Recommended for children aged 0-3 years, this crib has no upper weight limit. Parents love the aesthetics of this crib and that you can see your baby easily through the mesh sides.
The travel crib fabric is free from harmful substances and approved according to Oeko-Tex Standard.
Again, I’ve used this one personally and it is super easy! The travel case (circled in the photo below) was super handy when we were taking trains around Europe with our baby!
Additional Option – Graco Pack n Play
Of course, we couldn’t do a Pack n Play article without mentioning the Graco Pack n Play. It’s Graco that coined the term of Pack n Play that we are all so familiar with, with others calling them travel cribs or play yards.
This play yard has a higher weight limit than some I’ve seen (up to 20kg, or roughly 44 pounds), and comes with a bassinet and changing station options, as well as hanging toys for your baby to enjoy.
It has the signature Graco push button fold which makes closing your playard quick and hassle free.
Re the non toxic aspect, Graco isn’t super forthcoming, but does say this: “Graco® Pack ‘n Play® playard mattresses do not have a flame retardant coating. Flame retardant treatment is used only in certain product materials in accordance with government regulations.”
Additional Considerations for Buying a Pack and Play
When it comes time to purchase your own Pack and Play, you might want to also consider these additional features (as well as the weight limit) to make the best choice.
The point of a Pack n Play is to serve as a portable crib. You want something that can move from room to room, or even take on vacations, in a way that standard heavy cribs cannot.
Check that the model of Pack and Play that you purchase comes with a carry bag for taking on your travels.
Also check out the folded size, to see how big it is for both travel and storage.
Easy to Assemble
You also want to look at how easy it is to assemble. Some pack and plays have a compact fold system that allows you to pop it up easily.
Others might be a bit more fiddly and may need an extra pair of hands to assemble it. Look at customer reviews from parents who have already made their purchase if this is a consideration for you.
Weight of Pack and Play
When we used to travel with our baby, we brought a lot more luggage than pre-kids travel. So the Pack and Play weight was definitely a consideration.
(The picture below shows the stuff we brought on a 3-month trip to Iceland, Canada, USA, and Mexico)
Once you have an infant that weighs upwards of 15 lbs, your regular luggage, and the Pack and Play to lug around, it can be helpful to have one that isn’t overly heavy when stored in its carry case.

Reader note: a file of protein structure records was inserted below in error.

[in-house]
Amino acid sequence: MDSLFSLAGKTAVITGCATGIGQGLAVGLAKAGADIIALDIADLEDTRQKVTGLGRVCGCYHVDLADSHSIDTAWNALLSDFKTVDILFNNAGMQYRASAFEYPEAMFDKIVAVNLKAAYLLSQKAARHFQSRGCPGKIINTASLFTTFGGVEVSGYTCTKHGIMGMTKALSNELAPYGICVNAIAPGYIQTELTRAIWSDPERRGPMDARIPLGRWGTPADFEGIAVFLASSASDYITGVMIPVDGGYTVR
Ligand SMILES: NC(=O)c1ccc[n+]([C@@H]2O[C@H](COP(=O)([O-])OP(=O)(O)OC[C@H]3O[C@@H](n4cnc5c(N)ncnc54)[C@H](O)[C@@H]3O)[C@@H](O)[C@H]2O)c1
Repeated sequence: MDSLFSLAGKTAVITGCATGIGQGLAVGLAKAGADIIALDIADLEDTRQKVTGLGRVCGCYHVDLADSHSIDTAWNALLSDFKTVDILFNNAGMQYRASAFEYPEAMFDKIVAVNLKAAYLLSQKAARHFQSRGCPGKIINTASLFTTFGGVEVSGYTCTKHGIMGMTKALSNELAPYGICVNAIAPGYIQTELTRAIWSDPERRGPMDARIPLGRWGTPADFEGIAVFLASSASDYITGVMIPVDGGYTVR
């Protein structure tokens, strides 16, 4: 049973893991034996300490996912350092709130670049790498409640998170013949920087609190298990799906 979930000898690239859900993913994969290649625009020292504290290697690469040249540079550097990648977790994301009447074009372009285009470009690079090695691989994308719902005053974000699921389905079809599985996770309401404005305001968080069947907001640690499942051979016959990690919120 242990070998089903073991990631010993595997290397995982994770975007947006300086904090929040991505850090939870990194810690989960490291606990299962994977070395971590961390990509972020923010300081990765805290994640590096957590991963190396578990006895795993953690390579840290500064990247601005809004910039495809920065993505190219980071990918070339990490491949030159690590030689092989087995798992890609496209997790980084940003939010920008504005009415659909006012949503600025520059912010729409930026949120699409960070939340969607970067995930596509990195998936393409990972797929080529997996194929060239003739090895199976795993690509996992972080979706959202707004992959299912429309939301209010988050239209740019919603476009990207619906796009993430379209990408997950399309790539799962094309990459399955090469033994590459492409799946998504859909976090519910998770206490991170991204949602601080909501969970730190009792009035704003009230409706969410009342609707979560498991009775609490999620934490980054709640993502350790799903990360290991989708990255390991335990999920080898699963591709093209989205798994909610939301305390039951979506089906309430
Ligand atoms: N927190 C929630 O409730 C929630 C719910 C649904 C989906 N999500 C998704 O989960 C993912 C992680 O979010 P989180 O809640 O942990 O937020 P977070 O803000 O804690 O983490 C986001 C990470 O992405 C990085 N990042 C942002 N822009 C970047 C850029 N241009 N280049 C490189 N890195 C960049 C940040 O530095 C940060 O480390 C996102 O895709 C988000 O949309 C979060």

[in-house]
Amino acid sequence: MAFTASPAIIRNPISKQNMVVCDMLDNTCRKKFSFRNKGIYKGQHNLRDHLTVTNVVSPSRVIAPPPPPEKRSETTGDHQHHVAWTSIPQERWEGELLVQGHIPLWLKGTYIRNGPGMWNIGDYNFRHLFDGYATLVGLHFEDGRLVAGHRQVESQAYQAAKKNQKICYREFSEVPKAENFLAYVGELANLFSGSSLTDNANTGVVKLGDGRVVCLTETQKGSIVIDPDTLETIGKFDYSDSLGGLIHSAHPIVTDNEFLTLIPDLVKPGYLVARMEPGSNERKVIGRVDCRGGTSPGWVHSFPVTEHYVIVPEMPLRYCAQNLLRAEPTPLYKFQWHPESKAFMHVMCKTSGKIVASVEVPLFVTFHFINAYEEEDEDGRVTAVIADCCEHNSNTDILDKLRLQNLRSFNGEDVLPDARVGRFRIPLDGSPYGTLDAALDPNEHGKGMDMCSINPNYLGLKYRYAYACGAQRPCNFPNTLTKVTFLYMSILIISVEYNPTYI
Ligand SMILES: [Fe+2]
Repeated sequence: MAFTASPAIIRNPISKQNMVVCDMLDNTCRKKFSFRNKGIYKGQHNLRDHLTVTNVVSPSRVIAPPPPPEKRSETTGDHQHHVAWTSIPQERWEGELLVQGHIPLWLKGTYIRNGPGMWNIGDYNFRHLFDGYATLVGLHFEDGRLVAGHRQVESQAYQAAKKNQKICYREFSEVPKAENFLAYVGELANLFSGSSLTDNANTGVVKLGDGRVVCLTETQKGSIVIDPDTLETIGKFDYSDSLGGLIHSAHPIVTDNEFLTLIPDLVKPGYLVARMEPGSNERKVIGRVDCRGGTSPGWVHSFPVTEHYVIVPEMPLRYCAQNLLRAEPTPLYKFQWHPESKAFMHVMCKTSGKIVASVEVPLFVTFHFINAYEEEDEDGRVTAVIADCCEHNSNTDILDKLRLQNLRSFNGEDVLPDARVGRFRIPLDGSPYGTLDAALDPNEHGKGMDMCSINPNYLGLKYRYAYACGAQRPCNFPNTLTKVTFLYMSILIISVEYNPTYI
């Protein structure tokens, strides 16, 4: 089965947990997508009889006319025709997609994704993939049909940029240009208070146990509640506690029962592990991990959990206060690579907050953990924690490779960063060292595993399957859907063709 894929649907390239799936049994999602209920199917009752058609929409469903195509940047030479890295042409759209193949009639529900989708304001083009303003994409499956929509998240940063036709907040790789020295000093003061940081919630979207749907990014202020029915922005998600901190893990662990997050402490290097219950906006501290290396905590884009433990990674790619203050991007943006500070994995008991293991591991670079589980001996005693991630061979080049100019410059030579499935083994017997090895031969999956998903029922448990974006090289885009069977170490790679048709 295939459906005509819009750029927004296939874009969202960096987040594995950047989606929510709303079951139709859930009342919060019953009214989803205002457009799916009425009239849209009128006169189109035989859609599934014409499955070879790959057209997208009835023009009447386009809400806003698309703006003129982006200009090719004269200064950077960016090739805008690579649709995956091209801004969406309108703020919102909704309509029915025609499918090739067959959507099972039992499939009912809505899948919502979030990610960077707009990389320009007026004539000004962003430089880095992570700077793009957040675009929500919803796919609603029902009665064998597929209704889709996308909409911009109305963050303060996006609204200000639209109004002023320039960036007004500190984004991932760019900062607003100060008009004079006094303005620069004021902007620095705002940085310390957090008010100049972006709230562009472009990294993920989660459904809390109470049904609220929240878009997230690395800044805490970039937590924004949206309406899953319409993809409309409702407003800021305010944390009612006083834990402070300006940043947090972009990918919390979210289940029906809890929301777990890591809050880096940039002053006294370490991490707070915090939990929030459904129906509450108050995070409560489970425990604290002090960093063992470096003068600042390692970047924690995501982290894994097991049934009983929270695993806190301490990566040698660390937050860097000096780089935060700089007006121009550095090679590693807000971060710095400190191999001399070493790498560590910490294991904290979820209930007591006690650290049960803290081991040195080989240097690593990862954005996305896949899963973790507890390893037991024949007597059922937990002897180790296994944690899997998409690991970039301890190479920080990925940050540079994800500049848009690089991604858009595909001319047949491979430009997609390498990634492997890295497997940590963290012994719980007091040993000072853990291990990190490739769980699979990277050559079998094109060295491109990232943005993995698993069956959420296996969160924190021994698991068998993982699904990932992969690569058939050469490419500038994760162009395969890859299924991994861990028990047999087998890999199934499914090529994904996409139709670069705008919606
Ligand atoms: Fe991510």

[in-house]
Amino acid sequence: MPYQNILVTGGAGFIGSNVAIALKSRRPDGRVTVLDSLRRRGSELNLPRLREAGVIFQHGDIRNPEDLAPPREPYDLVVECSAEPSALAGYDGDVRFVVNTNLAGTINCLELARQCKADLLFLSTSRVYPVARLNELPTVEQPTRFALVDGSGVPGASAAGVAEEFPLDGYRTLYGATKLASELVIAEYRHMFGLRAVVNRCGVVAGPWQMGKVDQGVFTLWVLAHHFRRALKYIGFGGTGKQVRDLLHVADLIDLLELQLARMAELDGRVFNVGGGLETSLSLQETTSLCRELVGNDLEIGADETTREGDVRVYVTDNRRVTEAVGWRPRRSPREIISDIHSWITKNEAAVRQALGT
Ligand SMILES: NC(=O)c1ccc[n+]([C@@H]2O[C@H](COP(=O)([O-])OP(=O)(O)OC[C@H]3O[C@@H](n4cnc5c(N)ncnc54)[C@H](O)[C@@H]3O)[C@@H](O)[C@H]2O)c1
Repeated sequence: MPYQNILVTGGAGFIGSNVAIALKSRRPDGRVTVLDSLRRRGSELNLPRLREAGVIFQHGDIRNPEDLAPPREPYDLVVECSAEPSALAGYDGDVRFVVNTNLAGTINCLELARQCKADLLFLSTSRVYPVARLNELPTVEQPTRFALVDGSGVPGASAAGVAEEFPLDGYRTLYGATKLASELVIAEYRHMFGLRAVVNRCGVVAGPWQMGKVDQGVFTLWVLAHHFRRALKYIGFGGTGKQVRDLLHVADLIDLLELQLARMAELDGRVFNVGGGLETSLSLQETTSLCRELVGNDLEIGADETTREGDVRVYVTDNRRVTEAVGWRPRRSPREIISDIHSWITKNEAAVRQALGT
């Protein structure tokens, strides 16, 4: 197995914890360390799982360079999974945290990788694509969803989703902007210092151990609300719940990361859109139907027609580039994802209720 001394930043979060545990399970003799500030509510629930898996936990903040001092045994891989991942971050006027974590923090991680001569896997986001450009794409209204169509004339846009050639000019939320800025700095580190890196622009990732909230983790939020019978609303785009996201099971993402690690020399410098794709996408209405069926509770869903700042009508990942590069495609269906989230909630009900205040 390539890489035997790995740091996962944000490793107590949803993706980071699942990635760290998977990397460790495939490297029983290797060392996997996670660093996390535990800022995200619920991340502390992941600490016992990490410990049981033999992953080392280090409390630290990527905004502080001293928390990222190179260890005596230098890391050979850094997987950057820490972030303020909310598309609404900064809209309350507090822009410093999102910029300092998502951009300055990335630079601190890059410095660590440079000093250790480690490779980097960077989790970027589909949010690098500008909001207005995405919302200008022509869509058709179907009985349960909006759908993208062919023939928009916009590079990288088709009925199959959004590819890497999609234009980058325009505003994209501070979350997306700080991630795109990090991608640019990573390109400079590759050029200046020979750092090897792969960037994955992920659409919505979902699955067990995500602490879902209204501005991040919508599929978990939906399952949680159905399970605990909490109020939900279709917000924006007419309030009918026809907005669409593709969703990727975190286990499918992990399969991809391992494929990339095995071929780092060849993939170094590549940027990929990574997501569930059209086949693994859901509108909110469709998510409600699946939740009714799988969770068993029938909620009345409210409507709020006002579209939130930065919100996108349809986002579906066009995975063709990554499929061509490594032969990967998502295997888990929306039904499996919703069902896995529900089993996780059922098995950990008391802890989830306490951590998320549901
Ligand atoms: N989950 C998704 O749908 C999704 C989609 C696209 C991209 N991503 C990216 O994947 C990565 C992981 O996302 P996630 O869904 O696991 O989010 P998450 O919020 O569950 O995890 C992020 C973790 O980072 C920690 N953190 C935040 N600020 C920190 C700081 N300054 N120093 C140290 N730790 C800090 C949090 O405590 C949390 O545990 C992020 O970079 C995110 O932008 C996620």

It may also be useful to note the weight of the pack and play fits in with airline restrictions if you are planning on using it for travel.
Non-Toxic and Chemical Free
Until recently, the government required manufacturers to treat pack n plays with chemicals that made them flame retardant. However, research has found flame retardant chemicals are dangerous to a baby’s health, and the CDC recommends parents avoid products that have these chemicals in them.
Products treated with flame retardant chemicals release Volatile Organic Compounds (VOCs). Baby’s can absorb these VOCs by inhaling them, or via their skin. Considering a pack n play is somewhere your little one will be spending a lot of time, it’s definitely something I personally try to avoid.
Some Pack n Plays have storage pockets in the sides, some offer a changing station and bassinet attachment for tiny babies.
Think about what you’re going to use your pack and play for and consider if these additional features are a dealbreaker for you. If you live in a smaller apartment, having some of these elements combined can be pretty handy, or you could consider a mini crib.
Final Thoughts on Pack n Play Weight Limit and Use Restrictions
What is the weight limit of a Pack n Play? If you’ve ever wondered, hopefully this article has answered all of your questions. And hopefully it’s helped you decide if a play yard is needed for your family.
For those who travel or have regular sleepovers at grandparent’s houses, I’d definitely say that a Pack n Play is a valuable product, but the longevity of use will depend hugely on your child’s size and development.
If frequent airplane travel is in the plans, consider getting a travel crib that packs up super small, like the Phil and Ted’s crib, or something that has its own carry case, like the Baby Bjorn version.
If you know other parents who may benefit from the helpful information we have shared in this article, feel free to share it with them too! You may also want to check out our other guides on cribs, portable cribs, pack and plays, and mini cribs on our site.